Many executives don’t appreciate the importance of having a positive online presence. And some don’t understand their online presence should always be kept up-to-date. If you’re actively looking for a job, you’re putting yourself in a big hole if recruiters can’t find you online. Having a clean and updated executive LinkedIn profile is a necessity today rather than a luxury. It’s worth hiring a professional LinkedIn profile writer if you’ve never developed one before, and there are plenty of other ways to develop and maintain a positive online presence. Here are some reasons why it’s so important.
Recruiters Always Look For An Online Presence
One of the first things a recruiter will do when they receive a resume is conduct an online search for the person’s name. If you have a negative online presence, or no online presence at all, then your chances of moving to the next step in the hiring process are slim. At the very least, develop your executive LinkedIn profile to the point where it shows up at the top of the search results. That way, you’ll know exactly what recruiters are seeing when they search for your name.
Tips For Enhancing Your Online Presence
With the high-level of importance of personal branding for senior level managers, there is always room to improve your online presence. Being active on LinkedIn and other social media platforms will increase your visibility. You can also publish original articles to your blog or social media profiles. Joining LinkedIn groups and participating in discussions on professional forums can also help promote your name. Just be sure to think carefully about everything you post online, as anything you say can be used against you.
Monitor Your Online Presence Regularly
Once you feel comfortable with your online presence, you can’t get complacent. You should always be looking to improve your presence and brand. Monitoring your brand online is critical since anyone can post negative information about you. Do a search for your name periodically and see what results show up. While you may not be able to remove information completely, you can combat it by responding appropriately. You don’t want to let any negativity about you linger online for too long since it could tarnish your reputation.
Professional Resume Services is here to help you upgrade your executive LinkedIn profile and more. We are much more than just a resume writing service. We take pride in working with every one of our clients individually and look at the big picture in terms of job searching. Your online presence is just as important as your resume itself, so contact us to see how we can help you build and maintain yours.
Do You Have the Spark to Advance Your Executive Career?
We all hit points throughout our career where we hit a stall or things become stale. This could be due to getting comfortable with your current position or simply not knowing what direction you want to go. Using your LinkedIn profile for networking purposes can help you find some direction and potentially lead to other opportunities. It’s natural to hit a stall in your career, but it’s also possible to move forward when you’re ready. If you know you’re ready to advance your executive career, but can’t seem to find a spark to get you going, we’ve got some tips to help you out.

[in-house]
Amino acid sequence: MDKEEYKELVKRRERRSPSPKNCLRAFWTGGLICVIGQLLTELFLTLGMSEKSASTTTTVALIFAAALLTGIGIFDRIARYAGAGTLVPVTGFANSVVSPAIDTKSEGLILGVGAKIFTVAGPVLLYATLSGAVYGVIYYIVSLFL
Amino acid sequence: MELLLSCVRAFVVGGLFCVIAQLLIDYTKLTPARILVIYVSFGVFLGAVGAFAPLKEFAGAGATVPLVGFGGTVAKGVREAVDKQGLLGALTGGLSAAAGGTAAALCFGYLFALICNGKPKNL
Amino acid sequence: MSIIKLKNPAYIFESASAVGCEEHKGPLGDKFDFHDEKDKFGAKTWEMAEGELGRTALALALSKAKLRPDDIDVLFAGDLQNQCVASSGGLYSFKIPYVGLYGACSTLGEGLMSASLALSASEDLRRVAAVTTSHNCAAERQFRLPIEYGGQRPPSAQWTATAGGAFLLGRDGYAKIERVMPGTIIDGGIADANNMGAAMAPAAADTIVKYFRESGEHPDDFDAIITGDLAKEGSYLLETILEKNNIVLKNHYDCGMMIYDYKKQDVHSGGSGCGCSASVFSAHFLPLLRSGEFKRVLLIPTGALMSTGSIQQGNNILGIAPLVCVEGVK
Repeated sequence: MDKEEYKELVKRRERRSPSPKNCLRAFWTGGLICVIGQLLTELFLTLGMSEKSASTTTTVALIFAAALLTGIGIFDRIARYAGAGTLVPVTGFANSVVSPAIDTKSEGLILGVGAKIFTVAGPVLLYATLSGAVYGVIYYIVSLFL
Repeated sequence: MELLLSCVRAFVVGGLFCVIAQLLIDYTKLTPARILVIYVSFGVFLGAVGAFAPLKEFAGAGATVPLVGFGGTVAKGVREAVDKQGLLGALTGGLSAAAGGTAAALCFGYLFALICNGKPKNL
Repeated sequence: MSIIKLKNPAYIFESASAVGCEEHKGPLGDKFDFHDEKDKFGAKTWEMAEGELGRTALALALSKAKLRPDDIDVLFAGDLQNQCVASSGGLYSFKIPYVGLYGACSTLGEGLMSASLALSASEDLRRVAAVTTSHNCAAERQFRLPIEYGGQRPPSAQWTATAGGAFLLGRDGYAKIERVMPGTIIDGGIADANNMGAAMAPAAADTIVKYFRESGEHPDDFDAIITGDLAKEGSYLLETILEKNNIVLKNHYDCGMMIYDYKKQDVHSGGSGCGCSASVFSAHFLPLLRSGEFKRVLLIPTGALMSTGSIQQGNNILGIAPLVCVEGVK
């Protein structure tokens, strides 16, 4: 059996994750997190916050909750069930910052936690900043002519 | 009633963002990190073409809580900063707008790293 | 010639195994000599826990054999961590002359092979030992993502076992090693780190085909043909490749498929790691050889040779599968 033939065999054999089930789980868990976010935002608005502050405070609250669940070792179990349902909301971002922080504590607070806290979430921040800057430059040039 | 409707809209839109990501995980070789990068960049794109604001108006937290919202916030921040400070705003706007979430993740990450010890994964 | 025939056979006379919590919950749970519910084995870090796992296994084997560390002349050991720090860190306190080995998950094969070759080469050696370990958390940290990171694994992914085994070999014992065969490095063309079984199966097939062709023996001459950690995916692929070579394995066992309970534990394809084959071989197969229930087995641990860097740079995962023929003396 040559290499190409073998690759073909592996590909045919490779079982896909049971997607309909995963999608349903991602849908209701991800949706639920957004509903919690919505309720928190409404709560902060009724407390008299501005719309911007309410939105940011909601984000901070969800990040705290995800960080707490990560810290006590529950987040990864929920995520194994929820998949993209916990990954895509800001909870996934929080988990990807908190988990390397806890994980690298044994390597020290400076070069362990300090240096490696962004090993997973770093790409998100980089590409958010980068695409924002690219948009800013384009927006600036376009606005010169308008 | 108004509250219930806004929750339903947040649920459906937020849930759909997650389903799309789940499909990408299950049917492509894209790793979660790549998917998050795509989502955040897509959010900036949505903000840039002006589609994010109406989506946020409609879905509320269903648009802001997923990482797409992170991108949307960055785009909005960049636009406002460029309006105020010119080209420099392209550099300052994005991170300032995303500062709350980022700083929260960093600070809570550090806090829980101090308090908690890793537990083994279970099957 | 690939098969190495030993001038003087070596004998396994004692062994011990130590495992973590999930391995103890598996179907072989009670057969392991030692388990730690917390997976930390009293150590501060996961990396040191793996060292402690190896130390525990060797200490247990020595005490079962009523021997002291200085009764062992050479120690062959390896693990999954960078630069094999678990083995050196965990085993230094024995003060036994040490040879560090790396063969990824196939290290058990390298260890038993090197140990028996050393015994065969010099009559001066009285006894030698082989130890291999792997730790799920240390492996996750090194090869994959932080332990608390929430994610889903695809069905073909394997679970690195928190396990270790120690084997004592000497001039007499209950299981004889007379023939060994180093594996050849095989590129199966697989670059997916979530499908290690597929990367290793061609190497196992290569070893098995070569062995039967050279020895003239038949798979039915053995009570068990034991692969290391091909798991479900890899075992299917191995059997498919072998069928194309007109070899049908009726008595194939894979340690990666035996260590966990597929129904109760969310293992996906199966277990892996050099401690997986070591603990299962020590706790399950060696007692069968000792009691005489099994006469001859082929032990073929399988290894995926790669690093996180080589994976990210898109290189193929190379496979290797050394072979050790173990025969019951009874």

Let Career Detours Be Inspirational
If your career path isn’t headed exactly how you planned it to, don’t get discouraged. Everyone will have detours in their career. Instead of looking at those detours negatively, view them as inspirational and work harder to get back on track. Revisit your executive resume biography as a reminder of where you are now and where you want to be in the future. When your path changes, look for ways to grow from it and make any adjustments you deem necessary.
Always Look For Ways To Grow
One of the biggest sparks executives experience in their career is learning a new skill. Being able to add a new skill to your executive resume biography is motivating, so consider taking an advanced course or work on projects of your own in your free time. The top resume writing services encourage people to step out of their comfort zone occasionally because it will lead to growth no matter what. Learning experiences are valuable for career growth, but you won’t experience any of them if you don’t take the first step forward.
Network With Like-Minded Experts
Networking can lead to many different opportunities and can be a big spark for your career. You don’t even have to attend a networking event with the intention of finding a new job. Simply talking with like-minded experts can give you new ideas on how to approach your career or certain projects to help you move forward. Be sure to have your LinkedIn profile updated, though, since you’ll likely want to reconnect with people you’ve met through the platform.
At Professional Resume Services, nothing is more satisfying to us than seeing executives get exactly what they want in their career. We are considered to be one of the top resume writing services because we have a wide range of expertise designed to help people advance in their careers. We understand everyone goes through a stall in their career, and we are here to help you get out of it when you’re ready. Never hesitate to contact us if you’re ready to spark your career and take it to the next level.